Mosquitos have always been a critical vector in the spread of multiple infectious diseases to humans. Perhaps the two most historically important examples are yellow fever and malaria. Now, a new viral scourge has reared its ugly head, in Brazil, where babies are plagued with shrinking brains and undersized skulls.
The virus that causes yellow fever is in the same family as hepatitis C. The disease was so prevalent and dangerous that it derailed the construction of the Panama Canal a nearly impossible job under ideal conditions. The Canal Project was initiated by the French in 1881. However, so many workers became ill, or died from the infection, that the French happily turned over the project to the United States in 1904.
A two-year campaign to eradicate mosquitos from the canal region, overseen by Dr. William Gorgas at great personal risk, was so successful that by 1906, by using improved sanitary measures and insecticide spraying, the number of new cases was essentially zero. This, despite the fact that up until that time, 85 percent of all canal workers had been hospitalized from the infection.
Malaria, which is caused by a protozoan infection, is also spread by mosquitos, but a different species: the female anopheles is the vector. Malaria has taken a far greater toll worldwide: every year between 2000 and 2010, there were over 200 million cases worldwide, resulting in between 600,000 and 800,000 deaths, mostly in Africa. Ongoing efforts to combat the infection have been partially successful, but worldwide the infection still takes a terrible toll.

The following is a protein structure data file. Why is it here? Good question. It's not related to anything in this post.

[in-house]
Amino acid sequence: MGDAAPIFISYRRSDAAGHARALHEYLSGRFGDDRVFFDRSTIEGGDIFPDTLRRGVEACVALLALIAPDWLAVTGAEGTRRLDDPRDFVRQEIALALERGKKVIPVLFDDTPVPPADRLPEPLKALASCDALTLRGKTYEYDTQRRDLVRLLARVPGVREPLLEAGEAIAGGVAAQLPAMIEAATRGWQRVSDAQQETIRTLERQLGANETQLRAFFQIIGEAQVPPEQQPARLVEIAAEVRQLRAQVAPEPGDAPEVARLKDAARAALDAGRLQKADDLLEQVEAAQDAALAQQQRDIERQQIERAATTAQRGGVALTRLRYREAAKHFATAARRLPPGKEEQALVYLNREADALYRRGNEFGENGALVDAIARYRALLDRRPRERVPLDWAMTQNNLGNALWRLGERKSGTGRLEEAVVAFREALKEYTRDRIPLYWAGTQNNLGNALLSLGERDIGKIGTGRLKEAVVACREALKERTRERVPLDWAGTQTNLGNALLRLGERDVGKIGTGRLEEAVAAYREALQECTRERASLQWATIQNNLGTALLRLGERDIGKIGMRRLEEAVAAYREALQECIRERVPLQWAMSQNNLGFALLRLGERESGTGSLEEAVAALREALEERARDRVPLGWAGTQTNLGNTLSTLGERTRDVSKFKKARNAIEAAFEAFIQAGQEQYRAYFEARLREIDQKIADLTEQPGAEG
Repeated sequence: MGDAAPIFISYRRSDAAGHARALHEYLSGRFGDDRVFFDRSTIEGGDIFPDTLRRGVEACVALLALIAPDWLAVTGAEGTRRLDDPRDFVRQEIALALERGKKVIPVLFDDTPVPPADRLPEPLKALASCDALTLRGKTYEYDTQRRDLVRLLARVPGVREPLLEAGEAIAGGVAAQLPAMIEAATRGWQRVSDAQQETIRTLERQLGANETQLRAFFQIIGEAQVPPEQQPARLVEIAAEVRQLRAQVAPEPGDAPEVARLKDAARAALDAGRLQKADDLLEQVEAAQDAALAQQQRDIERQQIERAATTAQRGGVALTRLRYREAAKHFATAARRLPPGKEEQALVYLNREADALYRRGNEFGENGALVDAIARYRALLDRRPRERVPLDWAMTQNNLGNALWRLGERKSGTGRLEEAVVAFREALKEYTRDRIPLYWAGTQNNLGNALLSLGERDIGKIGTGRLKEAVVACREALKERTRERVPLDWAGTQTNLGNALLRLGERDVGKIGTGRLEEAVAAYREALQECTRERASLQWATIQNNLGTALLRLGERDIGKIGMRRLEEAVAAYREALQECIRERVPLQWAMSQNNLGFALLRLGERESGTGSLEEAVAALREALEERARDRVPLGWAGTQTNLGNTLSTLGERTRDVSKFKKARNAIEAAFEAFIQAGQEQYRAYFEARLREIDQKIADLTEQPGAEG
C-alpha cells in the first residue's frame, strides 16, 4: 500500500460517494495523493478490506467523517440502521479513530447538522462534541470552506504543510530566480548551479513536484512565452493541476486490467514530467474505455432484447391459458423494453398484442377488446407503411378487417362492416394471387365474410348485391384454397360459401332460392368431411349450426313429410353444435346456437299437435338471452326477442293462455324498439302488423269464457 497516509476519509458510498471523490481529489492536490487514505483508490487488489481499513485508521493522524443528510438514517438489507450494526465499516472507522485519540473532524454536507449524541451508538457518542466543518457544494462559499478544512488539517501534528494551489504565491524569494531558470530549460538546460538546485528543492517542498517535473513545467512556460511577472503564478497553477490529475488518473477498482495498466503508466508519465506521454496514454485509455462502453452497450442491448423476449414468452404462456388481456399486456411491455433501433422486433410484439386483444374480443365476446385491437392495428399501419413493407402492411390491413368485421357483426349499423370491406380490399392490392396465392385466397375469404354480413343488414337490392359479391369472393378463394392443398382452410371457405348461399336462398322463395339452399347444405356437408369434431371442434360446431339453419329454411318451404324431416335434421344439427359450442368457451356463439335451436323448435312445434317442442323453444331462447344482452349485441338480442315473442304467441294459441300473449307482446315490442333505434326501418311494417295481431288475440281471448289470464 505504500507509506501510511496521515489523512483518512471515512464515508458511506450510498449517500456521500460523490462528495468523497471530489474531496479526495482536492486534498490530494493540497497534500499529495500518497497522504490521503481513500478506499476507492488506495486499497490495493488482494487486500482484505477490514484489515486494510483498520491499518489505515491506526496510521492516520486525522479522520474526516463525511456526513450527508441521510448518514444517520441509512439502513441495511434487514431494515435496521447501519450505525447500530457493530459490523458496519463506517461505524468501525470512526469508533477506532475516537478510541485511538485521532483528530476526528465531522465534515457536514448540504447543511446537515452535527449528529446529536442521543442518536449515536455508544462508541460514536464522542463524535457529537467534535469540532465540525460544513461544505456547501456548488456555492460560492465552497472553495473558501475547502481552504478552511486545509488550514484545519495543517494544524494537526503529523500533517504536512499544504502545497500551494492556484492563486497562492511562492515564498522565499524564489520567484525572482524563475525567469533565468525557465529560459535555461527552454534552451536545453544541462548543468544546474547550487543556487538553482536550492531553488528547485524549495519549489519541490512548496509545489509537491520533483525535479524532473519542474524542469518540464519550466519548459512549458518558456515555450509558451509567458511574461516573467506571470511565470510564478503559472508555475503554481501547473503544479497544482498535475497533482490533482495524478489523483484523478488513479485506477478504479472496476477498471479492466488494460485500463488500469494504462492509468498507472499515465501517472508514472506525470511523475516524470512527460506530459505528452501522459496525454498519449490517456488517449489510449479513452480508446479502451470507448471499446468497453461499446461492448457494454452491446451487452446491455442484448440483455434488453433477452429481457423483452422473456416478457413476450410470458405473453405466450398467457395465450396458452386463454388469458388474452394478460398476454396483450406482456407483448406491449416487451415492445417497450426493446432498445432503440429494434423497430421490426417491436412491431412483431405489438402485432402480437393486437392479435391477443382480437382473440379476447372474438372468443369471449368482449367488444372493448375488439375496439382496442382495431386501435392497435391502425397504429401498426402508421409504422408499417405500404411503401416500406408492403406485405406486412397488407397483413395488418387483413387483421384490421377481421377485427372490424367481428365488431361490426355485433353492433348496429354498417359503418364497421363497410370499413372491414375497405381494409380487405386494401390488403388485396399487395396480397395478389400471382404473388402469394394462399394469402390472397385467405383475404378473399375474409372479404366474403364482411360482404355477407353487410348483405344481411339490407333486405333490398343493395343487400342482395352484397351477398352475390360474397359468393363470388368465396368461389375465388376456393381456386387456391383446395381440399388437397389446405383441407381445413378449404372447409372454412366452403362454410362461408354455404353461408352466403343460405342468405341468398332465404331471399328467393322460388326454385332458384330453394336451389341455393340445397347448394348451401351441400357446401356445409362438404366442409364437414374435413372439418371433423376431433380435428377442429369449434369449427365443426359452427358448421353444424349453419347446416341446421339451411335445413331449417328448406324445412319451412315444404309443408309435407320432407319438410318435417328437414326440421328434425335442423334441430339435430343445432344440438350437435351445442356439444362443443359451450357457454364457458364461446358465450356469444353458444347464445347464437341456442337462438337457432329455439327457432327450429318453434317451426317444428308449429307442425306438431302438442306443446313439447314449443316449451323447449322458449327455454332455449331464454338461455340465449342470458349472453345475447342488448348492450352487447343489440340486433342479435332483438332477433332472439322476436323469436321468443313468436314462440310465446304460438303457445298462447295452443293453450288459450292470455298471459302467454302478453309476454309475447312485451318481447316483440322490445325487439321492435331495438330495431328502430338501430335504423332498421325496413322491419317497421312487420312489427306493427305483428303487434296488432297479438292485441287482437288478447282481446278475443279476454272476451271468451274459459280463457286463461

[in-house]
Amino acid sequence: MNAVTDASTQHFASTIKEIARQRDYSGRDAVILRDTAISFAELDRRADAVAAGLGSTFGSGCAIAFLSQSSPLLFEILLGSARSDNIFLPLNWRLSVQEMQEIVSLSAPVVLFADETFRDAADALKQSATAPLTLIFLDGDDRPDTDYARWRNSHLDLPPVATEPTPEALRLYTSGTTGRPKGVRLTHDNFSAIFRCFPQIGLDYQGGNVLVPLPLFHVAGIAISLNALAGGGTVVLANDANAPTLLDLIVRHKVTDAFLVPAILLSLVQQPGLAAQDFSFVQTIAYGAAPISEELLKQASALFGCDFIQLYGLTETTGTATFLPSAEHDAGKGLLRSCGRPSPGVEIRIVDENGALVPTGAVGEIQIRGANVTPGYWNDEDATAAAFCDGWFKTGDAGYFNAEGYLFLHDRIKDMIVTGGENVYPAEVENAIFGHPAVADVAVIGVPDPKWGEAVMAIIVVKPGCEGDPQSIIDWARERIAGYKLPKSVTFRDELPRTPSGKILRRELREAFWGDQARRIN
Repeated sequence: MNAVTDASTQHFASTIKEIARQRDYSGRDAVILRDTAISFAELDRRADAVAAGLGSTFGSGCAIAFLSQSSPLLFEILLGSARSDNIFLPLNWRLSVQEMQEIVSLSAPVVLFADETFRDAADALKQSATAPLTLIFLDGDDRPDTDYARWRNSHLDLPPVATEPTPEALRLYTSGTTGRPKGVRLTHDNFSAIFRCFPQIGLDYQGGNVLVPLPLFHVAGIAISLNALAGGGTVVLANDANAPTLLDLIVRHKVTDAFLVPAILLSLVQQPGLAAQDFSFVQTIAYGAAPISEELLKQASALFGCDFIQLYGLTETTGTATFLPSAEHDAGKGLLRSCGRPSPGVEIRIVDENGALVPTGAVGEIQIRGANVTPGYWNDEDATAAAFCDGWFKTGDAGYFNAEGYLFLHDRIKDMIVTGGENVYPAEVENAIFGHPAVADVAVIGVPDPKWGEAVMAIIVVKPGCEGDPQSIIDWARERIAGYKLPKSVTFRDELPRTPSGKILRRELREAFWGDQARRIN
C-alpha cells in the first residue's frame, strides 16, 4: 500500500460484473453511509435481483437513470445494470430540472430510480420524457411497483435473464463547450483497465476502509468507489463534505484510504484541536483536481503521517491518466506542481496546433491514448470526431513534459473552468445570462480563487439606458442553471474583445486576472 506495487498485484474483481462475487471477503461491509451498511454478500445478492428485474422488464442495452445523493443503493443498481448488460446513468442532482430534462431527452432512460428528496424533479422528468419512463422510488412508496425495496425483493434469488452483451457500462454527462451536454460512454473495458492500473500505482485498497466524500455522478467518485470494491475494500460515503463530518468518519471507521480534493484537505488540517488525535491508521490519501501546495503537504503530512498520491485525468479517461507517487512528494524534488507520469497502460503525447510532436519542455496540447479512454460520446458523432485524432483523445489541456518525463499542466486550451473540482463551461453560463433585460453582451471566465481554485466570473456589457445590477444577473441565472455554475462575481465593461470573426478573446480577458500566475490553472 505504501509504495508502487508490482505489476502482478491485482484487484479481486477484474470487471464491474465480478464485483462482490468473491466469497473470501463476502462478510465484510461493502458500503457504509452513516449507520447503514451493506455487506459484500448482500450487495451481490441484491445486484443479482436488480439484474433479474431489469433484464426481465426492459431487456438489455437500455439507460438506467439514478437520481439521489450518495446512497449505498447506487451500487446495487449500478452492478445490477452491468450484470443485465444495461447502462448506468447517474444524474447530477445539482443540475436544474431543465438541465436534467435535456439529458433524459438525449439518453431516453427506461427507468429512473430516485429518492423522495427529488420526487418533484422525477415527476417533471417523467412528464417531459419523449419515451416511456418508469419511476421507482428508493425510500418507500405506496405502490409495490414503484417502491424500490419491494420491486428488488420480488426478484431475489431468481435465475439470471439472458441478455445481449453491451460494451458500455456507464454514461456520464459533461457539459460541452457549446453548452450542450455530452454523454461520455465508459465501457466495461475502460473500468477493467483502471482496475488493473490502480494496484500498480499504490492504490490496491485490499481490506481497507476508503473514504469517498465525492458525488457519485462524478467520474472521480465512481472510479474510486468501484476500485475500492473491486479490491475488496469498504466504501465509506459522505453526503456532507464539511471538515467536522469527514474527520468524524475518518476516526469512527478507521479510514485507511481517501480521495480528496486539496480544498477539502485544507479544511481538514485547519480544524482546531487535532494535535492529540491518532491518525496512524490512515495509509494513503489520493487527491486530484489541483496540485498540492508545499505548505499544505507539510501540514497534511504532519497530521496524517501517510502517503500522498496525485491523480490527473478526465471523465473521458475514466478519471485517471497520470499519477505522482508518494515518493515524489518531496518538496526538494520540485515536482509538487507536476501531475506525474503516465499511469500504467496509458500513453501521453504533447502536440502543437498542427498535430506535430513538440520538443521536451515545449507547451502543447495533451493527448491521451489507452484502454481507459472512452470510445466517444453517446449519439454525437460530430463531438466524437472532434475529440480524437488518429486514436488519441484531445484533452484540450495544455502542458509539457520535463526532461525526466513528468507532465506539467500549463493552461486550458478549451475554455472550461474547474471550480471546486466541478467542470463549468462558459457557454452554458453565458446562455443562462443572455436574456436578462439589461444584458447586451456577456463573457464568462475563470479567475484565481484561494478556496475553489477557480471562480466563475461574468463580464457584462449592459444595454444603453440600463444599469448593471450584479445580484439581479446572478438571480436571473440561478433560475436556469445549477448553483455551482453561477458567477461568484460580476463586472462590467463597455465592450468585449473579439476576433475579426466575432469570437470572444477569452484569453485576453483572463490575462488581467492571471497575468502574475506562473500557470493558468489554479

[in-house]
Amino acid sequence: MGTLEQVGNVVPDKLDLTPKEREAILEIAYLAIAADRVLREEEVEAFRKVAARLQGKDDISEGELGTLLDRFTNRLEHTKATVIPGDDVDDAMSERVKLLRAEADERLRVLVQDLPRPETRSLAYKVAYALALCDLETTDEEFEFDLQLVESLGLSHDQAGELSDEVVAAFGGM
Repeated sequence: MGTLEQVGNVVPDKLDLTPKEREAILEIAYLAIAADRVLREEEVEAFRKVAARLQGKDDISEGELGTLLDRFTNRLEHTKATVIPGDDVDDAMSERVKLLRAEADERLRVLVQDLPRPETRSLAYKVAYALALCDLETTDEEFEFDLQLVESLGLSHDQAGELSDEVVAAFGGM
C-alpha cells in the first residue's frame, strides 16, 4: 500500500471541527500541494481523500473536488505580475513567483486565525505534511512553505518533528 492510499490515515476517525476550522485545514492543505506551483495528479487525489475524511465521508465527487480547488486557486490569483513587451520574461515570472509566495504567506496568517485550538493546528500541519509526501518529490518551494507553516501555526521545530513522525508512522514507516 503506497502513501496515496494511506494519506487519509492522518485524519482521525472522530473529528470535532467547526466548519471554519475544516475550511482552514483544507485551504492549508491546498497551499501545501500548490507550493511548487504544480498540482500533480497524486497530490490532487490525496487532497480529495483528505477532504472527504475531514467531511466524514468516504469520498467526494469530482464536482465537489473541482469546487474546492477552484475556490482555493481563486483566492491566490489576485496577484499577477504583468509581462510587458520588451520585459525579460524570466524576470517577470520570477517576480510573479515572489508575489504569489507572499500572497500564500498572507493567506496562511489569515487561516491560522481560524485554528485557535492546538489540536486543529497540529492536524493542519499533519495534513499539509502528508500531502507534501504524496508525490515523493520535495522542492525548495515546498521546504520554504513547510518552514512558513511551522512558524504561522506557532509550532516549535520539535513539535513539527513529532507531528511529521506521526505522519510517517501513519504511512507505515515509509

Now, there is a new mosquito-borne infection, and it sounds like it comes from a science fiction movie. The Zika virus, which originated in Uganda, is now spreading across South America, and has hit Brazil so hard that the the government has estimated that there have been 1.5 million new cases since May 2015.
In healthy adults and children, the symptoms of infection are usually mild, self-limiting, or even non-existent. But, the case with unborn babies is quite different. When a pregnant woman is infected, her baby can be born with a condition called microcephaly (shrinking of the brain), which is either fatal, or causes lifelong brain impairment. The virus has been detected in the placentas of pregnant women, as well as in brains of microcephalic babies. The following graph makes it obvious how fast this infection is spreading, and its impact on neonates:
In fact, the disease has so frightened Brazil's healthcare community that doctors have taken the unprecedented step of recommending that women delay getting pregnant.
There is no vaccine or drug to prevent or treat the infection, so the only recourse is to avoid being bitten, which means that the use of insecticides is required. It will be interesting to see how this plays out. If Africa is a good model, then answer is "not very well." In the contest between environmentalists and human lives, environmentalists "won," mostly by getting DDT banned in 1972. An estimated 60 million people have died of malaria since that time.